i find a great benefit in doing things like this. first, it increases my feelings of self sufficiency. second, it gives me experience in a real life thing that some people do all the time, and other people never ever do for themselves, and once i accomplish the task, it becomes significantly easier to accomplish again.
today i did something i never thought i'd do.
today i installed a toilet.
i had a couple of hiccups in the process... a slipped T bolt when tightening it to the bowl stand; a missing gasket that instigated a quick trip to home depot to attach the tank unit to the bowl; a massive blockage that we realized was just braeden.
all in all, however, it seemed to go without issue. i do believe it was not only my first toilet installation, but perhaps it was my first time plumbing, ever!
i learned a few informational morsels that i would like to share.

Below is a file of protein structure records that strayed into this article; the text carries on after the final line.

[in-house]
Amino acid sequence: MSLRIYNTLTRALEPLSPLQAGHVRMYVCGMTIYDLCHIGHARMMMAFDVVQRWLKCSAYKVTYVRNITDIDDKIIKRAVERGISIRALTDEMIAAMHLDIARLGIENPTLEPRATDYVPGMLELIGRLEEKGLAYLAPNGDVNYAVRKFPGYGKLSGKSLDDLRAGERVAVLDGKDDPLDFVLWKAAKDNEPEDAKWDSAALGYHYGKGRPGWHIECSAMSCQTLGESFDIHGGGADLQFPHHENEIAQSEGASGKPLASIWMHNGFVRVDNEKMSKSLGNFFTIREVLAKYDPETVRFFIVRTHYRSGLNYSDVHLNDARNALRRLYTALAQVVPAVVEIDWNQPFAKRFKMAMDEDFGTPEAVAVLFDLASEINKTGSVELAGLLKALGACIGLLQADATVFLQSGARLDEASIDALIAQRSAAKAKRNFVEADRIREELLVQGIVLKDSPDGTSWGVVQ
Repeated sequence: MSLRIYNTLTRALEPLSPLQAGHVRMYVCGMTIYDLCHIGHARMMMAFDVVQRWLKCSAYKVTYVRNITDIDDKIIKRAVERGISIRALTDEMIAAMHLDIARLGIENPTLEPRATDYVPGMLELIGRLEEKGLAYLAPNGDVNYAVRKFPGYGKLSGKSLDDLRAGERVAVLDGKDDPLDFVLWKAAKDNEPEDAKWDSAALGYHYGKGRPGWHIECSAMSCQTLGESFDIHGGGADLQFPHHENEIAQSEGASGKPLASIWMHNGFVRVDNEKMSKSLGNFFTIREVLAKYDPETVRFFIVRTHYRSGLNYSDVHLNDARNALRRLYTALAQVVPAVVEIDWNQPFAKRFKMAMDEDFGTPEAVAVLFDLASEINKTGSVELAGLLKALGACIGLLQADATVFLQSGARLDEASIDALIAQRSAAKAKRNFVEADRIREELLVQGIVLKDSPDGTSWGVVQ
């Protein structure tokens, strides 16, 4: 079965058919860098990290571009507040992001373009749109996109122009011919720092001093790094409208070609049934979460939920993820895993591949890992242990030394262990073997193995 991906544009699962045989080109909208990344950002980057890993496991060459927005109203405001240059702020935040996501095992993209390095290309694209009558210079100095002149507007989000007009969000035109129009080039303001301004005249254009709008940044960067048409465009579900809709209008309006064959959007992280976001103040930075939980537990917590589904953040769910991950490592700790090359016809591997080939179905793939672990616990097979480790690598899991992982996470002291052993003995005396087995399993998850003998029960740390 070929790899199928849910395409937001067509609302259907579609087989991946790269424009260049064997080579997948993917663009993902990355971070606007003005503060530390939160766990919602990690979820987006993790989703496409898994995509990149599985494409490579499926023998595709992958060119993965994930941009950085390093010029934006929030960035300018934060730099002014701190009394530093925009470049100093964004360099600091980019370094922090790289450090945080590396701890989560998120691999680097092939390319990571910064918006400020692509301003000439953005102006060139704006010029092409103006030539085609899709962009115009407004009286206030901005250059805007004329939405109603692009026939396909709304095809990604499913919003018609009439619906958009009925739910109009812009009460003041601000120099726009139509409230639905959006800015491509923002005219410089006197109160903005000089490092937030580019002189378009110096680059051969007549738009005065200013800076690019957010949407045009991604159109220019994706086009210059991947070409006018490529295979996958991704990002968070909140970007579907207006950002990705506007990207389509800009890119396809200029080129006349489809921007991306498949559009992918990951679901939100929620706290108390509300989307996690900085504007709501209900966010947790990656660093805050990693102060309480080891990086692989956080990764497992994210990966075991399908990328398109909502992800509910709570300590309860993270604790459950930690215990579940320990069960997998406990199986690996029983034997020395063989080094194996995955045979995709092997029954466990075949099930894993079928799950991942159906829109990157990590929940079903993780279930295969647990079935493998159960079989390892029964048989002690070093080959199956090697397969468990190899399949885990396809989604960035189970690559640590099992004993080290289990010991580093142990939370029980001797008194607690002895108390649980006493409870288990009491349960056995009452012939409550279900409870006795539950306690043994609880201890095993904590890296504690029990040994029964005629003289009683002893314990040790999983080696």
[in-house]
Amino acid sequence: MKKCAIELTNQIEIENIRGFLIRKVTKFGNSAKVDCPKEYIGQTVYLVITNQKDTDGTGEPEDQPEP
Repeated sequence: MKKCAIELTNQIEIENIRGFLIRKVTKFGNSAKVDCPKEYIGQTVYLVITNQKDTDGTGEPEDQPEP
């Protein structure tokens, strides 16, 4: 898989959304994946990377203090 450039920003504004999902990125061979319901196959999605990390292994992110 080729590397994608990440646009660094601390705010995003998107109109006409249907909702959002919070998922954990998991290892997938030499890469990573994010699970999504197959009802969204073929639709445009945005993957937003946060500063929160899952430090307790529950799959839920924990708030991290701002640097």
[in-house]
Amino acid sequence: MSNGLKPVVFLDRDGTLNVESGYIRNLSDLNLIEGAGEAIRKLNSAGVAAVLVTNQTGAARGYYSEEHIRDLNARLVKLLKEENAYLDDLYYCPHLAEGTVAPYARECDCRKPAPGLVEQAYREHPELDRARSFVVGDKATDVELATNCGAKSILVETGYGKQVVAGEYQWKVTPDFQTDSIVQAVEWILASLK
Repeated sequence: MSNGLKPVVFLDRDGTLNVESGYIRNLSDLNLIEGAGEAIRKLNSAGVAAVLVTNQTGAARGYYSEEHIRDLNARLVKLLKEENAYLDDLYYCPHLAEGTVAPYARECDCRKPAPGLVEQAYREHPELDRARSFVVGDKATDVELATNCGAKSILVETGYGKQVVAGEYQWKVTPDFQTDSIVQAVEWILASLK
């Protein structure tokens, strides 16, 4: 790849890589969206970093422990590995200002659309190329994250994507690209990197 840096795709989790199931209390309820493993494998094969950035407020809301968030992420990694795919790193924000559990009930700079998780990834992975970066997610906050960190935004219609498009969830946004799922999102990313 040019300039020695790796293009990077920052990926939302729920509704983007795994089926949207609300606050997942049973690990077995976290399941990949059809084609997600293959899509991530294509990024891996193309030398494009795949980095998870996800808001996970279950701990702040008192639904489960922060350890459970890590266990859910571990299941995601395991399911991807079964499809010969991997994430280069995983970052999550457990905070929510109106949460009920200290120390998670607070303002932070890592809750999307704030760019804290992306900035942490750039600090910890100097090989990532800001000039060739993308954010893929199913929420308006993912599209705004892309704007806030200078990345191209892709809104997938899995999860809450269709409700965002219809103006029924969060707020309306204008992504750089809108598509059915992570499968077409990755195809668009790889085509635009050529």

- first, carrying a toilet to a basement for installation is actually quite manageable, as long as you remember to open the box, and take the toilet downstairs in pieces. that stuff doesn't need to stay all together if you want to avoid hernia.
- second, it's important to have the right tool for the job, and sometimes the right tool is hidden in the box with the wrong tool.
- third, people who compile instructions for installing a toilet are stupid. limiting instructions to a sketch drawing accompanied by 5 tiny half sentences in 5 alternate complex languages seems to make peoples' brains fall out. they don't list everything that came in your box. they don't tell you where to put the "extra" parts, and sometimes they'll just throw you a picture of a circular item to put onto your bolt, but they won't tell you if it's a washer or a gasket. i've determined maybe you need to be an idiot in order to even translate the instructions. it's no wonder guys never ask for directions.
i must admit though, it's the first time i have worked diligently on a project, focused on it, became attached to it, found pride in it, enjoyed it, then peed on it.